Macron Must Not Behave Like Chirac If He Wins, Bertrand WarnsBy and
Republican politician says many will vote Macron by default
He says Macron needs to take into account views of such voters
Xavier Bertrand, a veteran of France’s Republican party, is putting Emmanuel Macron, the front-runner in the Sunday election, on guard.
Bertrand, who in 2015 beat the other contender for the presidency, Marine Le Pen, to become regional president of northern Hauts-de-France, in an interview said that if Macron wins he should incorporate the demands of voters who’re choosing him only to keep his far-right rival out, and not govern as if his program had their wholehearted support.
The warning is an attempt by Bertrand to avert a situation similar to the one in 2002 when center-right Jacques Chirac won 82 percent of the votes against the National Front’s Jean-Marie Le Pen, the father of Marine Le Pen. A large chunk of the voters had handed him a landslide victory to block the extreme-right candidate, and yet Chirac had sought to govern as if he been delivered that win on the merits of his program.
“Macron won’t be able to do like Chirac did in 2002, not taking into account the voters who voted for him but didn’t choose him,” Bertrand said in the interview. “Macron will have to listen to the French middle class, those who’re worried. They will still be there waiting for answers after the vote. One can’t say on one day ‘vote for me’ and the next day say ‘now get lost.’”
Bertrand, 52, who was a labor minister in President Nicolas Sarkozy’s government and went back to local politics, said the next government’s priorities should be to protect France from terrorism, free up the economy and make Europe more efficient. He said the next government will have to facilitate job creation and improve people’s purchasing power.
Bertrand for PM?
Macron is leading in the polls by about 20 percentage points. In the first round of the election in April, the 39-year-old maverick centrist politician and Le Pen eliminated the two established political parties -- the Republicans and the Socialists -- that have dominated French politics for half-a-century.
“I will vote for Macron without any doubt and any misgivings,” said Bertrand, “but I remain faithful to who I am: a centre-right politician.”
Bertrand said he remains concerned by the possibility of a surprise victory for Le Pen, and is openly calling his party’s supporters to vote for Macron to block her.
The former minister, who brushed off questions about working with Macron or being part of his government, said he will stick to his principles, adding that politicians from the right and the center of the political spectrum have the best solutions to France’s problems with what he called “a certain firmness” in handling domestic affairs.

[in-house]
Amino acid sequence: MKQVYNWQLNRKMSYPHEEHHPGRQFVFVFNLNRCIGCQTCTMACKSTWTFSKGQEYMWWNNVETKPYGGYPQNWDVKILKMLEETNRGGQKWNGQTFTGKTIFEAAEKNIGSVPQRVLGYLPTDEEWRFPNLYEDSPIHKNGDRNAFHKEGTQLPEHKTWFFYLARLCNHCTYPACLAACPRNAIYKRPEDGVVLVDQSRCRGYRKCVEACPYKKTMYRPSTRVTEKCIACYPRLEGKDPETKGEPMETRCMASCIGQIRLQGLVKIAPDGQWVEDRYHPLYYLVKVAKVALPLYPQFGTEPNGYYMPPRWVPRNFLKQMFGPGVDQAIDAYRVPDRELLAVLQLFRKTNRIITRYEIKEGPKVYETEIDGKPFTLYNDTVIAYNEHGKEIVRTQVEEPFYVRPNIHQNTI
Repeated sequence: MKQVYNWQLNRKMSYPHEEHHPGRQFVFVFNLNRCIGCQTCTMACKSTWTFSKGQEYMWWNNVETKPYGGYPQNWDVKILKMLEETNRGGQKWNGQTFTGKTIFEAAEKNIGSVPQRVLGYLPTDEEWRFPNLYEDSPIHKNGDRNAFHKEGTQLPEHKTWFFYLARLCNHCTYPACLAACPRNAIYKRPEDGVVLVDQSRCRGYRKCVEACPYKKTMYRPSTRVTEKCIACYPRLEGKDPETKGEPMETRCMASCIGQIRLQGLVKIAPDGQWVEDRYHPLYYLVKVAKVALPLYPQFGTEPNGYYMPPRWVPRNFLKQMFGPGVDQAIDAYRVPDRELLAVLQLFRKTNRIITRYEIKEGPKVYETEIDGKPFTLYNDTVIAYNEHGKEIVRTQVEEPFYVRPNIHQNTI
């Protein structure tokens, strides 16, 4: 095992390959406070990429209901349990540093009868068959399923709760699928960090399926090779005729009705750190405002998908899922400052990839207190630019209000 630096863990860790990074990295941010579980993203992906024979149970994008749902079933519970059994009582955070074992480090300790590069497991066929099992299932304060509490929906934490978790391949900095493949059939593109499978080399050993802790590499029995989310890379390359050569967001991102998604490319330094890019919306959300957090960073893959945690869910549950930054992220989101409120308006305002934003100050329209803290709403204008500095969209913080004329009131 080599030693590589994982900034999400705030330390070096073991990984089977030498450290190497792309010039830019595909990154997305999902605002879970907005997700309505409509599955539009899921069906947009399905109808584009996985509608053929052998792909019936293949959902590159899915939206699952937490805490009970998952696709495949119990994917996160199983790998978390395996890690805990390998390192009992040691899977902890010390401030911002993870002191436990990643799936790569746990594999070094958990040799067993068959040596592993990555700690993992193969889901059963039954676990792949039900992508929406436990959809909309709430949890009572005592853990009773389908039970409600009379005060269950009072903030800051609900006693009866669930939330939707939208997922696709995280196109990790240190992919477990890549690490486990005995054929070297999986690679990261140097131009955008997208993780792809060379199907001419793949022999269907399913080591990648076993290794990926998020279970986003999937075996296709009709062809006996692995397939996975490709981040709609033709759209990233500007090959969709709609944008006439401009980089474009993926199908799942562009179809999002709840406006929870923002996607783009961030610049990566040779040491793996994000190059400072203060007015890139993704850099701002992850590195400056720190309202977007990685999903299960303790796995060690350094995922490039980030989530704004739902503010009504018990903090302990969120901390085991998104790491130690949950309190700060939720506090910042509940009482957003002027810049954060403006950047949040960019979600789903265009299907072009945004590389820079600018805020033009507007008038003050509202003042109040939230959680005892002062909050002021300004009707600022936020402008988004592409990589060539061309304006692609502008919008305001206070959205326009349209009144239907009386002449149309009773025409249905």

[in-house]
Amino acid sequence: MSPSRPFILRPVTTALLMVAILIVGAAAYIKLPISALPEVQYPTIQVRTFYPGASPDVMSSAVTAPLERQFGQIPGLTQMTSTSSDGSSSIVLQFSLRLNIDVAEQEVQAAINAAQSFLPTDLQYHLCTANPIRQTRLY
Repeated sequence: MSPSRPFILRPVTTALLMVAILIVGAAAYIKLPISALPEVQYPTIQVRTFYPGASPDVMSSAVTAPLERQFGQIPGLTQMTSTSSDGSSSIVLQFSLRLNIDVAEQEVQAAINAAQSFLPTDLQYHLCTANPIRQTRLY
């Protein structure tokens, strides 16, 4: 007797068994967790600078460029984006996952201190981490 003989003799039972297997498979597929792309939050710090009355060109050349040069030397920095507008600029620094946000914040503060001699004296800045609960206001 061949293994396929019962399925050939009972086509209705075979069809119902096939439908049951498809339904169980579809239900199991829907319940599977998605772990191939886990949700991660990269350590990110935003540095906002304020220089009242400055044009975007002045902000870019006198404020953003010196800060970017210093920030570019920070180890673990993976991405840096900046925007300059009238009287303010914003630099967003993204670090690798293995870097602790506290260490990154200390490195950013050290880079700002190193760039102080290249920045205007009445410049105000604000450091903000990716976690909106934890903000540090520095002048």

Asked on CNews television if he would consider Bertrand for the prime ministerial role if he is elected, Macron was non-committal, saying, “Xavier Bertrand has taken very clear positions in support of my candidacy for the second round and has reaffirmed his strong political identity. He is a regional president with whom I have always worked well.”
The Republican politician, like other members of his party, has already started campaigning for the June legislative elections. A significant defeat in that vote would ring the death knell for his party. After its candidate’s ouster from the first round of the presidential vote, Bertrand said the Republican party needs “to revise its strategy” to broaden its appeal to the middle classes.
“Victory is possible, but only if the party moves its lines,” he said.
Winning a critical number of seats in parliament is key to having a say in the next government’s policies and even participating in governance.
Macron, who created his party En Marche -- or On the Move -- only a year ago, has said he will be looking to fill his cabinet with figures from across the ideological spectrum and from outside the ranks of professional politicians. Macron served as economy minister under Socialist President Francois Hollande, quitting last year to run for the presidency.
When asked if, like Macron, he would participate in France’s political renewal, Bertrand said “the old political order is gone,” and that he is actively pushing for the revival of his own party.
“The regional elections were a wake up call for me, I have no intention of going back to sleep,” he said, begging to end the conversation since he has a train to catch.
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